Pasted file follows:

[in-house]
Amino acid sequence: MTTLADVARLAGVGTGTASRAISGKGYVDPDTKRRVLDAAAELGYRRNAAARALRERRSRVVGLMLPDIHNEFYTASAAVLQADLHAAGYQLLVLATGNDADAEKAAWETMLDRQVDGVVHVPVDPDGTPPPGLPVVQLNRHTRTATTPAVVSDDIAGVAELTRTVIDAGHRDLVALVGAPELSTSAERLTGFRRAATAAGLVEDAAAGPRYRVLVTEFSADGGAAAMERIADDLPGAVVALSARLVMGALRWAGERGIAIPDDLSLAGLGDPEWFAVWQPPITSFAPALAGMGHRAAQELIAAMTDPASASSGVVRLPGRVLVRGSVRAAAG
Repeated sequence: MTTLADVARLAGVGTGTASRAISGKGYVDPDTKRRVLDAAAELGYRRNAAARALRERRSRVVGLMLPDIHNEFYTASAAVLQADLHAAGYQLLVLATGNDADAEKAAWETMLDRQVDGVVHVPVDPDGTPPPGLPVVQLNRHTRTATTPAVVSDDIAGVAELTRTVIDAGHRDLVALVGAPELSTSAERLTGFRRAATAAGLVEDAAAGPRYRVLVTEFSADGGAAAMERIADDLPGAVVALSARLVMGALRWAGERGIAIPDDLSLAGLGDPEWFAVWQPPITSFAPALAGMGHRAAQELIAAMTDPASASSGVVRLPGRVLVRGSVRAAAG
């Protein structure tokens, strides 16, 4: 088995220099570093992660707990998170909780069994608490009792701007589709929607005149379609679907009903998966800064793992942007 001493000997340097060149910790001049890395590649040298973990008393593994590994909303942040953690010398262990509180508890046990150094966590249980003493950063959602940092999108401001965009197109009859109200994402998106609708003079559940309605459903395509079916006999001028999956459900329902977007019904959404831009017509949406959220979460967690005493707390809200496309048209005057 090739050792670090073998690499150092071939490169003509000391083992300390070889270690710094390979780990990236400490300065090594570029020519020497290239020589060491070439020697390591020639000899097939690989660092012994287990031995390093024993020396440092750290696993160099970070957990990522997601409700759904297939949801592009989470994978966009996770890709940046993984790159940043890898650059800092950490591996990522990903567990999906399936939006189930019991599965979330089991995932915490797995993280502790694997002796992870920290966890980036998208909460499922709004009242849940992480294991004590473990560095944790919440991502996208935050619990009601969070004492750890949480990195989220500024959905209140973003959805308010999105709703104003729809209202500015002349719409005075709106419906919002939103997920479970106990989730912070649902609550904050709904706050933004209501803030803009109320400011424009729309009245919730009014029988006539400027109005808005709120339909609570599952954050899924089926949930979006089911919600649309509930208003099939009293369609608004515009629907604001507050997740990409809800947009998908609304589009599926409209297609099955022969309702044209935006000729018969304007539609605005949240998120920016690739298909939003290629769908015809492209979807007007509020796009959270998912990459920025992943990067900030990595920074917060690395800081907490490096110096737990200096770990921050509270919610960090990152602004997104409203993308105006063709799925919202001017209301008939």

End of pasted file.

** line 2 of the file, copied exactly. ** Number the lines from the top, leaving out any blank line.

Amino acid sequence: MTTLADVARLAGVGTGTASRAISGKGYVDPDTKRRVLDAAAELGYRRNAAARALRERRSRVVGLMLPDIHNEFYTASAAVLQADLHAAGYQLLVLATGNDADAEKAAWETMLDRQVDGVVHVPVDPDGTPPPGLPVVQLNRHTRTATTPAVVSDDIAGVAELTRTVIDAGHRDLVALVGAPELSTSAERLTGFRRAATAAGLVEDAAAGPRYRVLVTEFSADGGAAAMERIADDLPGAVVALSARLVMGALRWAGERGIAIPDDLSLAGLGDPEWFAVWQPPITSFAPALAGMGHRAAQELIAAMTDPASASSGVVRLPGRVLVRGSVRAAAG